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New VFW post opens in Effingham County
members oath
The members of Veterans of Foreign Wars post 12149 receive their oath from state commander Al Lipphardt on Thursday evening at the United Way of Effingham County Service Center. The post was activated during the ceremony and is the first new post in the state in two years. The post begins with 49 members and membership is expected to grow quickly. - photo by Photo by Pat Donahue

The Veterans of Foreign Wars post 12149 was formed and brought to life Thursday evening at the United Way of Effingham County service center.

And VFW and United Way officials said having the VFW set up shop at the United Way makes sense.

The post is the first new one in two years in the state.

“Comrades, your success or failure will depend entirely on the wisdom and the energy with which you administer the affairs of your post,” VFW commander Al Lipphardt told the new members.

Members range in age from 28 to 94, Lipphardt noted, “men who have had a great variety of military experiences in many theaters of war. Give due consideration to the opinions of all comrades.”

As VFW members, they will advocate on behalf of veterans for their rights and on issues that pertain to them.

“We’re here for each other,” Lipphardt said.

VFW state inspector general Rick Elder said he met Julie Dickey, the assistant director of the United Way of Effingham County, and they started talking about how the VFW and United Way could help each other. The VFW can help point veterans to the services they need, particularly as more veterans return from combat suffering from post-traumatic stress disorder.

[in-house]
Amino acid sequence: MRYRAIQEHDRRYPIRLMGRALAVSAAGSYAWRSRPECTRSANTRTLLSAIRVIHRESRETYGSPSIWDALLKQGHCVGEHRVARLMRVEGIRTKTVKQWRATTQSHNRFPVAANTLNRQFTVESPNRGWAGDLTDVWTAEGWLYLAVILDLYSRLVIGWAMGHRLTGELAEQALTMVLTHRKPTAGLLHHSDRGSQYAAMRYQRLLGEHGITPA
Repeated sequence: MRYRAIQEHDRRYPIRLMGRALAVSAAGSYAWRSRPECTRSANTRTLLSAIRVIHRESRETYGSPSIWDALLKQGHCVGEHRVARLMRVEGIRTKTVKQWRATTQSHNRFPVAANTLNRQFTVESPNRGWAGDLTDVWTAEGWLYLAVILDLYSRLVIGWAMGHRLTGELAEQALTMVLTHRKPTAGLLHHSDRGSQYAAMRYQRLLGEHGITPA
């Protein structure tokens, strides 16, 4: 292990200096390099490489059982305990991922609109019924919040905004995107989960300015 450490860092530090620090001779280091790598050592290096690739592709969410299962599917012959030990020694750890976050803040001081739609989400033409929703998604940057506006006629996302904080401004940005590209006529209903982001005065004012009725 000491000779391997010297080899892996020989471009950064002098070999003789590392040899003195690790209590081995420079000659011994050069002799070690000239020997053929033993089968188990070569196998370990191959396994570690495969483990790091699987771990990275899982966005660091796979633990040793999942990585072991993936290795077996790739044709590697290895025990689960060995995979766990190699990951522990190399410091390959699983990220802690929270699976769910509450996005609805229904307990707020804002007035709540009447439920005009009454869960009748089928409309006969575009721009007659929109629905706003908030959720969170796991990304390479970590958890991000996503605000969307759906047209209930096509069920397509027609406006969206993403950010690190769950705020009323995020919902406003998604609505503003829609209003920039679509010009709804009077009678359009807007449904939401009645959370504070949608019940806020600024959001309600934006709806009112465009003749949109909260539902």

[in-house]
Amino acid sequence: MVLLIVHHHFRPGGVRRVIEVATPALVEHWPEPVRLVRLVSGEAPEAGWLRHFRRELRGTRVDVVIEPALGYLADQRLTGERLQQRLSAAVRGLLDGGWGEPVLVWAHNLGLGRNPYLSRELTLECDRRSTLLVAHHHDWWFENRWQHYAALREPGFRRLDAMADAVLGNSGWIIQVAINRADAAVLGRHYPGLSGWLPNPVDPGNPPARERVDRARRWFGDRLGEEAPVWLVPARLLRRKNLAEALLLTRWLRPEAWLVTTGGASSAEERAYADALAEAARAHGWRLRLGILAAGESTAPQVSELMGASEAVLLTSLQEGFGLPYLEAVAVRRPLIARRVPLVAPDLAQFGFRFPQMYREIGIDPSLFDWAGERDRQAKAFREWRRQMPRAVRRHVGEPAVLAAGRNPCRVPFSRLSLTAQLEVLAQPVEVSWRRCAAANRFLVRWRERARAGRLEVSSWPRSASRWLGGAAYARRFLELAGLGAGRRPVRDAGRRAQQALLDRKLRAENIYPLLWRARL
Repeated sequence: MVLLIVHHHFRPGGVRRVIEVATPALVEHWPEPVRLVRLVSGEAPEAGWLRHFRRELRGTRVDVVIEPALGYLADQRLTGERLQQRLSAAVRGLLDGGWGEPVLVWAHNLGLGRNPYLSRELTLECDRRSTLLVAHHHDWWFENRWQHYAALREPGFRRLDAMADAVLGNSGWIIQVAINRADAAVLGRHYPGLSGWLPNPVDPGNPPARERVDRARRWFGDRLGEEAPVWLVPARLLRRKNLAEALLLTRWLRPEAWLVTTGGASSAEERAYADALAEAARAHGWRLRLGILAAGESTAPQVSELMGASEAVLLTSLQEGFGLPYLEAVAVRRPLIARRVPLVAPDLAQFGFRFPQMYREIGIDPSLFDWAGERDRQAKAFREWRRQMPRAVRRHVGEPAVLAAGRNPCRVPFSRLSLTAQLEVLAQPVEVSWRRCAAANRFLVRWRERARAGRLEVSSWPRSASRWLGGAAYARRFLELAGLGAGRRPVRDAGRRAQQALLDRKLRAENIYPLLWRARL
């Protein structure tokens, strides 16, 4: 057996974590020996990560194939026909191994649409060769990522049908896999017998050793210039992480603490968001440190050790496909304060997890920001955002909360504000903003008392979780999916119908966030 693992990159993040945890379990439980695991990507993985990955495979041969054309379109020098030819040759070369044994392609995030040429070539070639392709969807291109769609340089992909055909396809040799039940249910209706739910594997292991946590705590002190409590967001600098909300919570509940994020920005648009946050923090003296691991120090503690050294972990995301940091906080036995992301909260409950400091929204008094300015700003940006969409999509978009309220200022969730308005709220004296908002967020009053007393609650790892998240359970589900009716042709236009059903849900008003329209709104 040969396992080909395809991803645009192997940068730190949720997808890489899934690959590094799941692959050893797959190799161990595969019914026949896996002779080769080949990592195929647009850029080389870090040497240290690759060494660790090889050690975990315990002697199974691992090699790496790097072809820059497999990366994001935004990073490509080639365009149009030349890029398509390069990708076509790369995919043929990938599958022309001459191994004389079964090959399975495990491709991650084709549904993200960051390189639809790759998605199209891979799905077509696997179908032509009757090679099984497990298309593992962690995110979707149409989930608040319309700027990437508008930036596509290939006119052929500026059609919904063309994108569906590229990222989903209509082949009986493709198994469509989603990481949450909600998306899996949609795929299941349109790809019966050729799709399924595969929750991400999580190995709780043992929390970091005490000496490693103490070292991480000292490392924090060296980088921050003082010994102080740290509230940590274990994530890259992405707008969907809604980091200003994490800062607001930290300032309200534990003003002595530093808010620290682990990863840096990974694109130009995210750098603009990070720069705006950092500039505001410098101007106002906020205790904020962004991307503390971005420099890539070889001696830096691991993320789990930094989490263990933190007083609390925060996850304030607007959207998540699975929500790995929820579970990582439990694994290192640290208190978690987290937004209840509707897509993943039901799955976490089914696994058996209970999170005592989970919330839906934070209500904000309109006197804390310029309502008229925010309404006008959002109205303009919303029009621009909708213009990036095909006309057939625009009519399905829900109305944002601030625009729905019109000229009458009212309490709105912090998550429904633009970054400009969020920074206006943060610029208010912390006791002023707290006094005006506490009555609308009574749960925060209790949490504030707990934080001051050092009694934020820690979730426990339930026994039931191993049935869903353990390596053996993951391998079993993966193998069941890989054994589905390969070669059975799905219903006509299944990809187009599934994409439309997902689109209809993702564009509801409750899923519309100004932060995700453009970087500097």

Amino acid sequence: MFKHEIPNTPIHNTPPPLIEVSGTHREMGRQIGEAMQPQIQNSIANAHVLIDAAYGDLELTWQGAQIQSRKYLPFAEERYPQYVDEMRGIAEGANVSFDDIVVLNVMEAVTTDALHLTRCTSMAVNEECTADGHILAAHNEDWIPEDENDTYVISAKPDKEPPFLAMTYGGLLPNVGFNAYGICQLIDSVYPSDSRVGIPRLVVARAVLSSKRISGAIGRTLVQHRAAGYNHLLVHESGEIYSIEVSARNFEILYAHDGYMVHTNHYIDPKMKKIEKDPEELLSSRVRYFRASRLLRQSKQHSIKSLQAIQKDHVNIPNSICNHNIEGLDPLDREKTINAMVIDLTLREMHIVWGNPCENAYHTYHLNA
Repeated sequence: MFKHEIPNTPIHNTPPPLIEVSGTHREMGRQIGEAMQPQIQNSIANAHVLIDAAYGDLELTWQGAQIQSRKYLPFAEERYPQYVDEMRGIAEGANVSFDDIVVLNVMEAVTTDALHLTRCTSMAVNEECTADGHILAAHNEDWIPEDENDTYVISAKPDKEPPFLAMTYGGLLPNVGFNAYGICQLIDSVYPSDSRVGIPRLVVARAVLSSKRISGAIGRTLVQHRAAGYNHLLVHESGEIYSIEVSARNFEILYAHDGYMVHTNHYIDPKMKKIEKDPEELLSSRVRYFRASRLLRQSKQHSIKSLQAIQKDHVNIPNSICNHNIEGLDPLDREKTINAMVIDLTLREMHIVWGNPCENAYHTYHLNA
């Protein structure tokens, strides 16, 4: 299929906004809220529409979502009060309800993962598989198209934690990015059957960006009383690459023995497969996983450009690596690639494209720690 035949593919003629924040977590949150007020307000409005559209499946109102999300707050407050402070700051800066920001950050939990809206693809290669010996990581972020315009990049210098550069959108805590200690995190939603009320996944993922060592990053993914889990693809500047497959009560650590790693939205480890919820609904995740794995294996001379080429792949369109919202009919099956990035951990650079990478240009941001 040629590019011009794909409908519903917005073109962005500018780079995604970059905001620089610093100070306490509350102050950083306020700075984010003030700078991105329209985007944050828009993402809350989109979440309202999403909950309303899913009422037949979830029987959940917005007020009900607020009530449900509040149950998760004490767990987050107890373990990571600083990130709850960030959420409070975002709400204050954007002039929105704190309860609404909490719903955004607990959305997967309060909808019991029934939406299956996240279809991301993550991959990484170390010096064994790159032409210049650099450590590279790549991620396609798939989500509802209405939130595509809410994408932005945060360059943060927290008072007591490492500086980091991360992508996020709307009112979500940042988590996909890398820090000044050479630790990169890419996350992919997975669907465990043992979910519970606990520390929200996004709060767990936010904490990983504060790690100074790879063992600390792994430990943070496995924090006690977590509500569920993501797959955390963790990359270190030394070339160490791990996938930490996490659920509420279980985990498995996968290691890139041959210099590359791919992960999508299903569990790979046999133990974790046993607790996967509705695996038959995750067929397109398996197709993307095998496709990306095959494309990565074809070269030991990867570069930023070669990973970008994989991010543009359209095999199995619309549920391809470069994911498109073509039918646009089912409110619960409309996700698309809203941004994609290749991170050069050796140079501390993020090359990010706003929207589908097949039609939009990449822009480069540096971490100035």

“It’s a good marriage,” Elder said.

Lipphardt said the family members understand the hardships a combat or overseas deployment places on soldiers, and soldiers understand the hardships placed on the families left behind.

“As my wife of 48 years likes to say, when I was deployed, she too was serving,” he said.

The new post swore in 49 members, and Elder expects the membership to hit 100 soon as Effingham’s veteran population continues to grow. There are 800,000 veterans in the state — with 108,000 of them women — and there are about 350,000 veterans who are eligible for VFW membership.

“When you go to a VFW meeting, a VFW post is where warriors meet and heroes gather,” Lipphardt said. “We may have furniture disease, we may not been in as good a shape as we once were, but when we look in the mirror, that warrior is still there. We operate by a warrior ethos — we always place the mission first. We never quit. We never accept defeat. And we never leave a comrade behind. I’m proud to be here, and I’m proud to be among you, because you inspire me and hopefully, you inspire each other.”